Format: DVD from personal collection on rockin’ flatscreen.
I’m not going to play here: I really like The Fugitive a lot. It’s an easy step to call it an action movie, and while there’s plenty of action here, I wouldn’t qualify it as one, or at least not as simply an action film. No, it’s one of the finest crime thrillers since the heyday of the noir era. It’s also one of the few properties that successfully transitioned from the television screen to the big screen. I still have trouble believing that this didn’t make the 1001 Movies list and cannot for the life of me understand why it wouldn’t. Along with horror and science fiction, movies heavy on the action are underrepresented on the big list. If any pulse-thumping film deserves to be given this sort of accolade, The Fugitive ranks just behind Die Hard for me.
Dr. Richard Kimble (Harrison Ford) attends a fundraiser with his wife Helen (Sela Ward). On their way home, he is called into emergency surgery. When he gets home, his wife has been murdered. A great deal of circumstantial evidence serves to convict him and put him on death row. When he’s being transferred to his new prison, a bungled escape attempt by other prisoners causes the bus to end up wrecked on railroad tracks with a train coming. Kimble saves the life of one of his guards and escapes a few seconds before impact.
Enter U.S. Marshal Deputy Sam Gerard (Tommy Lee Jones, who won the Supporting Actor Oscar for this role, and deservedly) and his team. Gerard is a no-nonsense man intent on pursuing and catching anyone in his jurisdiction, and Kimble is his new number one target. He is assisted by his putative second-in-command Cosmo (Joe Pantoliano), Biggs (Daniel Roebuck), Poole (L. Scott Caldwell), Henry (Johnny Lee Davenport) and the new guy, Newman (Tom Wood).
After his escape, Richard Kimble has two goals: to avoid being recaptured and to find the one-armed man of who actually did kill his wife. Kimble’s pursuit of this one-armed man (Andreas Katsulas) will take him all around Chicago, having him jumping off waterfalls, infiltrating hospitals, walking directly under the noses of the police. Meanwhile, Gerard and his crew start to realize that the only way to track down Kimble is to essentially solve the same case that Kimble is trying to solve. That will mean working the same clues and tracking down the same people, including Dr. Nichols (Jeroen Krabbe), one of Kimble’s old co-workers.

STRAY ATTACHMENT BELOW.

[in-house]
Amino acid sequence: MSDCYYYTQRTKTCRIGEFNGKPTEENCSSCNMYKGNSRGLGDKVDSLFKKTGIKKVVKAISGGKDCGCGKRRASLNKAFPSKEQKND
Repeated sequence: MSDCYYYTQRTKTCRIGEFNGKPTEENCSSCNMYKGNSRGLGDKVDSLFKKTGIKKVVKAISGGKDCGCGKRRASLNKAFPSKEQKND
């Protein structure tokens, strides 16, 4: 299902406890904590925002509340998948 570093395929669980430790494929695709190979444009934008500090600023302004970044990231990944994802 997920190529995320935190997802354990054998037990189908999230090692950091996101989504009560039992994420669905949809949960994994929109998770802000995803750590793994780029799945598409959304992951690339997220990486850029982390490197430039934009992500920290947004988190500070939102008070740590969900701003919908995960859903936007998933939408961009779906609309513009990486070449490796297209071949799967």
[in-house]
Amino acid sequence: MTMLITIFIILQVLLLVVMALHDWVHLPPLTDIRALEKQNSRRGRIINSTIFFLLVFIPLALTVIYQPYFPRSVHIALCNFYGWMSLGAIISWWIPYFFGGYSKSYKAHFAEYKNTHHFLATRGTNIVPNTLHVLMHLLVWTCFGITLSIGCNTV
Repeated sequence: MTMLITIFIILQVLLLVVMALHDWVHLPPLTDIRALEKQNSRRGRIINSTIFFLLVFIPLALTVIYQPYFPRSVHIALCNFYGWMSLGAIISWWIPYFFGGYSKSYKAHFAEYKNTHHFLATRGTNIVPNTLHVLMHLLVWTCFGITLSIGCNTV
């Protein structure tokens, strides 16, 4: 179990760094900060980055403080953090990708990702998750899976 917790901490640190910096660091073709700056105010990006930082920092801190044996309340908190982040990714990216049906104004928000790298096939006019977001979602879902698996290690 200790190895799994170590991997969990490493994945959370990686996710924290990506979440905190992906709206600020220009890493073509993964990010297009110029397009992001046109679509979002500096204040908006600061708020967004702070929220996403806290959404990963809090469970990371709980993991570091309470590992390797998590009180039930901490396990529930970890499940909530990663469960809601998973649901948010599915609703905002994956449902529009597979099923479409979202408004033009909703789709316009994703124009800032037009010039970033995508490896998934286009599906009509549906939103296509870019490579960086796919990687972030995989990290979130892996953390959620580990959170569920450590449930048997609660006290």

One of the things I love about this movie is that the focus is on very smart characters. Kimble is incredibly smart, always managing to be one step ahead of everyone. He’s also played as a true hero. In addition to saving the guard from the train crash, while investigating the names of people with prosthetic limbs at Cook County Hospital, he risks his entire point of being there to save the life of an injured kid. He’s a good guy; he’s someone we’re not only supposed to root for but who we want to see come out on top. Similarly, we like Sam Gerard and his entire crew. Again, these are smart people who are very good at their jobs. Gerard is much more intuitive than Kimble and gets very quick reads on people, but it’s something that other members of his team share. But even though they are more focused in that direction, Gerard and his team put together the real story of Helen Kimble quickly, and from a starting point much further back than Richard.
Second, I love how completely audacious this movie is. Richard Kimble has serious balls on him. This is a guy who, after escaping a train crash, makes his way to a hospital, sneaks in, stitches up a wound, changes his appearance, steals food from a patient, and walks out, stopping to do some triage on an incoming patient. He walks into a prison to check the identity of an inmate with a prosthetic limb. He walks into the lions’ den filled with cops looking for him just to check on a lead. Sure, he’s desperate, but the man does things like he’s a goddamn spy.
Third, and the most surprising part of this film, is the camaraderie between Sam Gerard and his team. I mentioned above that they are smart, intuitive, and good at their jobs. They’re also a group that obviously likes each other. They banter. They make jokes. We like them.
The Fugitive is a rare film that has us rooting for the hero and simultaneously rooting just as much for the people who are trying to catch the hero. We want them both to win, and The Fugitive is smart enough to give us exactly what we want in the end.
There are also a couple of fun cameos. Jane Lynch appears here in a couple of scenes as a doctor as does Julianne Moore right at the start of her career. I love seeing actors in films like this before their career starts. Tommy Lee Jones had a solid career before this movie, but this is the one that put him on the map.
A last note for just how baller this movie is: Harrison Ford injured his leg during his run through the forest early in the film. He refused medical treatment so that Kimble could walk with a limp for the rest of the film. Harrison Ford is just as hardcore as his character.
Why to watch The Fugitive: Because it’s fucking awesom.
Why not to watch: You’re a sad little person who lives a meaningless, stupid little life.